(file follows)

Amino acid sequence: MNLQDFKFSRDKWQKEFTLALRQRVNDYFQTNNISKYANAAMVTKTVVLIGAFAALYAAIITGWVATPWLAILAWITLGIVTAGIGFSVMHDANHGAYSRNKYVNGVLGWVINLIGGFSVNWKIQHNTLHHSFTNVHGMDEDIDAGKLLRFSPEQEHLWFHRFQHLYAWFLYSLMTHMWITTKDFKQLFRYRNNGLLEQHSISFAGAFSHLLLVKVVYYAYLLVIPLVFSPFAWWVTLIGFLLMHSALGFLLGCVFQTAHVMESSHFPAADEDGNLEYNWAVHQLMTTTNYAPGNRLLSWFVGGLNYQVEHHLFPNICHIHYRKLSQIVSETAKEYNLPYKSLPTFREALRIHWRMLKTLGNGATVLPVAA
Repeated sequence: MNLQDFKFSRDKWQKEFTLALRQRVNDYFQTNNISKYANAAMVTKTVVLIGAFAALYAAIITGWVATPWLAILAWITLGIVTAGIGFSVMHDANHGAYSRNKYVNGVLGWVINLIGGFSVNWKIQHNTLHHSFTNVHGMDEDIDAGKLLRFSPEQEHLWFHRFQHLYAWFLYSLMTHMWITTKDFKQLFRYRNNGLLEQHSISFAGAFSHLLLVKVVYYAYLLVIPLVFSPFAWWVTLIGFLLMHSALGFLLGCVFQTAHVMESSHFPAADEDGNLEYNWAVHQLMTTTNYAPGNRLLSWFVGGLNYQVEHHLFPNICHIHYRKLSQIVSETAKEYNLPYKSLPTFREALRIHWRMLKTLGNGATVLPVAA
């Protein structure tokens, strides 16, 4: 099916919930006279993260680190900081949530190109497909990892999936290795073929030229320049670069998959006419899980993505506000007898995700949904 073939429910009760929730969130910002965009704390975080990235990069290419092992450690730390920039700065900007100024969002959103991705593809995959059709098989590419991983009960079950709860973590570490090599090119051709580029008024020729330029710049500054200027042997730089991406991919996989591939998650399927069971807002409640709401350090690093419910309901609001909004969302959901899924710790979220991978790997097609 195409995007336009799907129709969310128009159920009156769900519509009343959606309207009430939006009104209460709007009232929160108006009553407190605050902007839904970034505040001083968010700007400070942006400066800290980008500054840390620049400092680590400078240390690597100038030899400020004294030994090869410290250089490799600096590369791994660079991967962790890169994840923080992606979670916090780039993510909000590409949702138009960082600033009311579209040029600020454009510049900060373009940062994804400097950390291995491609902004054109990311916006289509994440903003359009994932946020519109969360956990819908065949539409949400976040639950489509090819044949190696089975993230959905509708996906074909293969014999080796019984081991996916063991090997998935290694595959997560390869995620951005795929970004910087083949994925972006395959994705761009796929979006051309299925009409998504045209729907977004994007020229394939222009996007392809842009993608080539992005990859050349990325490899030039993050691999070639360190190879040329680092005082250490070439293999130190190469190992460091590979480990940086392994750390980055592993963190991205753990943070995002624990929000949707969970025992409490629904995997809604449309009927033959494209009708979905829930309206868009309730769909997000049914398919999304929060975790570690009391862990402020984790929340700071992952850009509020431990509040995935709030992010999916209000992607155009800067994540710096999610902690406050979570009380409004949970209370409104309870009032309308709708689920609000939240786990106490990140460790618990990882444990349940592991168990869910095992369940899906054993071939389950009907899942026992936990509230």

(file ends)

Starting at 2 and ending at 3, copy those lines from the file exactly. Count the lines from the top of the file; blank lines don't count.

Repeated sequence: MNLQDFKFSRDKWQKEFTLALRQRVNDYFQTNNISKYANAAMVTKTVVLIGAFAALYAAIITGWVATPWLAILAWITLGIVTAGIGFSVMHDANHGAYSRNKYVNGVLGWVINLIGGFSVNWKIQHNTLHHSFTNVHGMDEDIDAGKLLRFSPEQEHLWFHRFQHLYAWFLYSLMTHMWITTKDFKQLFRYRNNGLLEQHSISFAGAFSHLLLVKVVYYAYLLVIPLVFSPFAWWVTLIGFLLMHSALGFLLGCVFQTAHVMESSHFPAADEDGNLEYNWAVHQLMTTTNYAPGNRLLSWFVGGLNYQVEHHLFPNICHIHYRKLSQIVSETAKEYNLPYKSLPTFREALRIHWRMLKTLGNGATVLPVAA
């Protein structure tokens, strides 16, 4: 099916919930006279993260680190900081949530190109497909990892999936290795073929030229320049670069998959006419899980993505506000007898995700949904 073939429910009760929730969130910002965009704390975080990235990069290419092992450690730390920039700065900007100024969002959103991705593809995959059709098989590419991983009960079950709860973590570490090599090119051709580029008024020729330029710049500054200027042997730089991406991919996989591939998650399927069971807002409640709401350090690093419910309901609001909004969302959901899924710790979220991978790997097609 195409995007336009799907129709969310128009159920009156769900519509009343959606309207009430939006009104209460709007009232929160108006009553407190605050902007839904970034505040001083968010700007400070942006400066800290980008500054840390620049400092680590400078240390690597100038030899400020004294030994090869410290250089490799600096590369791994660079991967962790890169994840923080992606979670916090780039993510909000590409949702138009960082600033009311579209040029600020454009510049900060373009940062994804400097950390291995491609902004054109990311916006289509994440903003359009994932946020519109969360956990819908065949539409949400976040639950489509090819044949190696089975993230959905509708996906074909293969014999080796019984081991996916063991090997998935290694595959997560390869995620951005795929970004910087083949994925972006395959994705761009796929979006051309299925009409998504045209729907977004994007020229394939222009996007392809842009993608080539992005990859050349990325490899030039993050691999070639360190190879040329680092005082250490070439293999130190190469190992460091590979480990940086392994750390980055592993963190991205753990943070995002624990929000949707969970025992409490629904995997809604449309009927033959494209009708979905829930309206868009309730769909997000049914398919999304929060975790570690009391862990402020984790929340700071992952850009509020431990509040995935709030992010999916209000992607155009800067994540710096999610902690406050979570009380409004949970209370409104309870009032309308709708689920609000939240786990106490990140460790618990990882444990349940592991168990869910095992369940899906054993071939389950009907899942026992936990509230």